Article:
An advantage variable speed pumps have over two-speed models is the ability to set multiple speeds that are between low and high. If your pool does not flow as well on the low-speed of a two-speed pump (this could be due to head pressure), you can increase the power slightly, without having to run it on high. Variable speed pumps will usually last longer than other pump types as well, with some manufacturers claiming an expected life that is nearly three times that of a standard single speed pool pump. The slower speeds of the variable pump help to achieve better filtering and chlorination. One other benefit to slower pump speed is the effect on your pool filter and equipment. High speeds can embed debris into a D.E filter making it less efficient. The high rate of water beats on your pool filter media.
A couple of these variable speed motors offer a Safety Vacuum Release System (SVRS). SVRS is an anti-entrapment safety protocol. SVRS systems have previously only been available the by way of plumbing add-on’s that cost between $700.00 and $1000.00 installed, per pump. This smart pump will shut down if it senses a blockage, making this pool pump type VGB (Virginia Gramm Baker) compliant.
Finally, many utility companies and other organizations offer rebates to people who upgrade to efficient appliances. While this rebate availability and amount will vary significantly from state to state, it may be a way to help recover a little of the investment. Massachusetts usually offers tax incentives/rebates, and sometimes utility companies provide discounts too.
Many consumers still shy away from variable speed pumps because of the higher price tag, with an average model costing as much as $585.00 – $1,300.00. Quite a bit more expensive than the average single-speed pump price point and slightly higher than two-speed pumps.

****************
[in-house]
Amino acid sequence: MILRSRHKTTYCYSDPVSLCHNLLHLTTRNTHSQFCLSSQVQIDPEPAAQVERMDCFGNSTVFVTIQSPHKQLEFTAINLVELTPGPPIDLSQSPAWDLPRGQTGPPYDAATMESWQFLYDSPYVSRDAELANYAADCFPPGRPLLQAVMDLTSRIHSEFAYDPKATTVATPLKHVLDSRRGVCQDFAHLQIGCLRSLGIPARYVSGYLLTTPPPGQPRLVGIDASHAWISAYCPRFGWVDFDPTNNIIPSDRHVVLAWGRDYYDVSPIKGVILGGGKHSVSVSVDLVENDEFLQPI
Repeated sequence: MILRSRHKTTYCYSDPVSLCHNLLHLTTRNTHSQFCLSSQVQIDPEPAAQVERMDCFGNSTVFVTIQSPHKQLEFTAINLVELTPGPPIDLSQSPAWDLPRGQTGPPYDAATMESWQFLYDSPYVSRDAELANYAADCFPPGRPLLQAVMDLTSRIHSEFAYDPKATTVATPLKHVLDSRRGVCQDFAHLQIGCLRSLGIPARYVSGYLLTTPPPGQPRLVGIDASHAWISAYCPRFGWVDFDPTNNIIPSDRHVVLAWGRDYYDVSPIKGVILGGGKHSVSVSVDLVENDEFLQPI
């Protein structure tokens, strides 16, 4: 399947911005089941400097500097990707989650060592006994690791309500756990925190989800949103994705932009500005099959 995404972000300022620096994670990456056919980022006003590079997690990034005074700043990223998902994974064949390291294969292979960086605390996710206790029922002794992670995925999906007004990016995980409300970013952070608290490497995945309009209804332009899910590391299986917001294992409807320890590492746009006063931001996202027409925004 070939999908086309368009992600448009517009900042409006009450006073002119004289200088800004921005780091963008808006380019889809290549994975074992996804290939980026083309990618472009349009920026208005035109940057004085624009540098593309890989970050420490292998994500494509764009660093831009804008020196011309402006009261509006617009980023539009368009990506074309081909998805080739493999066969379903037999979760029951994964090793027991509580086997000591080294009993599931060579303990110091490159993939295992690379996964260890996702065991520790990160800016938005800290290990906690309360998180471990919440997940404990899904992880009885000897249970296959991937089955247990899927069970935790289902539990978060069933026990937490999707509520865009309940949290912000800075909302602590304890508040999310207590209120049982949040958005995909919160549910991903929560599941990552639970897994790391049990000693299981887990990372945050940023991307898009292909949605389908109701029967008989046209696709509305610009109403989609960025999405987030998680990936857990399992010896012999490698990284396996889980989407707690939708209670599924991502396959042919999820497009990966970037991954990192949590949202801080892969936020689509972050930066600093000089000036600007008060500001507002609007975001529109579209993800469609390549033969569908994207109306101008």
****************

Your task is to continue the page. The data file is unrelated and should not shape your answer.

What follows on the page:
There are not as many brands of variable speed pumps to choose from as there are of single or two-speed pumps, but nearly every major pump manufacturer does offer a variable speed pump. Brands that are most popular include the same the industry has come to trust: Hayward, Jandy, and Pentair.
They have a few models ranging in price from $700 to $1300.00.
My favorite pump still for 2018 is the Pentair Model: 342001.
This pump has 1.5 HP motor that will run on either 110V or 220V. Making it an excellent fit for both above ground and inground pools. It comes with a timer built into it, eliminating the need for you to go out and turn on and off the pump every day. It automatically senses which voltage is hooked up to it, so there is nothing to adjust, no jumper switch to figure out. You just attach the wires, and you’re finished.
The 342001 Pentair pump is a medium-head pump and only use it for standard inground pools. Meaning if you have a waterfall, solar roof system, or unique features that require more horsepower, you will want to look for a high head pump (More HP). But, this is perfect for a pool with 1 or 2 skimmers and 2 or 3 returns. Also, the only pick for above ground swimming pools. Yes, I said it – Above ground pools!
For more information such as installation and programming of the 342001 visit the link in this sentence.
- Available now on Amazon for $699.99 + Tax as Amazon collects tax for most states as of the past couple years.
- Available on MGK Pools $648.00 No Tax /Except for Massachusetts (Limited time sale price)
- Just $550.00 for people in Massachusetts after instant and mail-in rebates, (Call for Service) FREE INSTALLATION TOO! (most systems/Massachusetts only) Just $400.00 for above ground pools – Above ground pool owners (most) in Massachusetts get this 700.00 pump for just $400.00 installed!